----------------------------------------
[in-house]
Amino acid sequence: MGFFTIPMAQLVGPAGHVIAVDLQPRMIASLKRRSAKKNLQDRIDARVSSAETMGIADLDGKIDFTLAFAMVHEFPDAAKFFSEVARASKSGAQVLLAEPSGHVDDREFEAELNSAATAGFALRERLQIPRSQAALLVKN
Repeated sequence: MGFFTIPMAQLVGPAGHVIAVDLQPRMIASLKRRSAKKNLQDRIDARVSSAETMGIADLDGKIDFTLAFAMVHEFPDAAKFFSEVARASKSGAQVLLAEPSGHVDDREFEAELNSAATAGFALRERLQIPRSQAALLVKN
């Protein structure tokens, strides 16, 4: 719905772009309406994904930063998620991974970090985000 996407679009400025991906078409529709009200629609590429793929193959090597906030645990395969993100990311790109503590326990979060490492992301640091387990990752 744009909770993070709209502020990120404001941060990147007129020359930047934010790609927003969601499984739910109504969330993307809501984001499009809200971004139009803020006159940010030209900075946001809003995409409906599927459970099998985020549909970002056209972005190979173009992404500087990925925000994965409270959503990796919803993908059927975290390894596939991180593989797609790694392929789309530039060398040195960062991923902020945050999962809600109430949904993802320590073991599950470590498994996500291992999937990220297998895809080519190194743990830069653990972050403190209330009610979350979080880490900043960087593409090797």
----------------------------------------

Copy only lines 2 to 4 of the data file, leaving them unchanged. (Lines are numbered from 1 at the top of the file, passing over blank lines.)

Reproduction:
Amino acid sequence: MGFFTIPMAQLVGPAGHVIAVDLQPRMIASLKRRSAKKNLQDRIDARVSSAETMGIADLDGKIDFTLAFAMVHEFPDAAKFFSEVARASKSGAQVLLAEPSGHVDDREFEAELNSAATAGFALRERLQIPRSQAALLVKN
Repeated sequence: MGFFTIPMAQLVGPAGHVIAVDLQPRMIASLKRRSAKKNLQDRIDARVSSAETMGIADLDGKIDFTLAFAMVHEFPDAAKFFSEVARASKSGAQVLLAEPSGHVDDREFEAELNSAATAGFALRERLQIPRSQAALLVKN
């Protein structure tokens, strides 16, 4: 719905772009309406994904930063998620991974970090985000 996407679009400025991906078409529709009200629609590429793929193959090597906030645990395969993100990311790109503590326990979060490492992301640091387990990752 744009909770993070709209502020990120404001941060990147007129020359930047934010790609927003969601499984739910109504969330993307809501984001499009809200971004139009803020006159940010030209900075946001809003995409409906599927459970099998985020549909970002056209972005190979173009992404500087990925925000994965409270959503990796919803993908059927975290390894596939991180593989797609790694392929789309530039060398040195960062991923902020945050999962809600109430949904993802320590073991599950470590498994996500291992999937990220297998895809080519190194743990830069653990972050403190209330009610979350979080880490900043960087593409090797």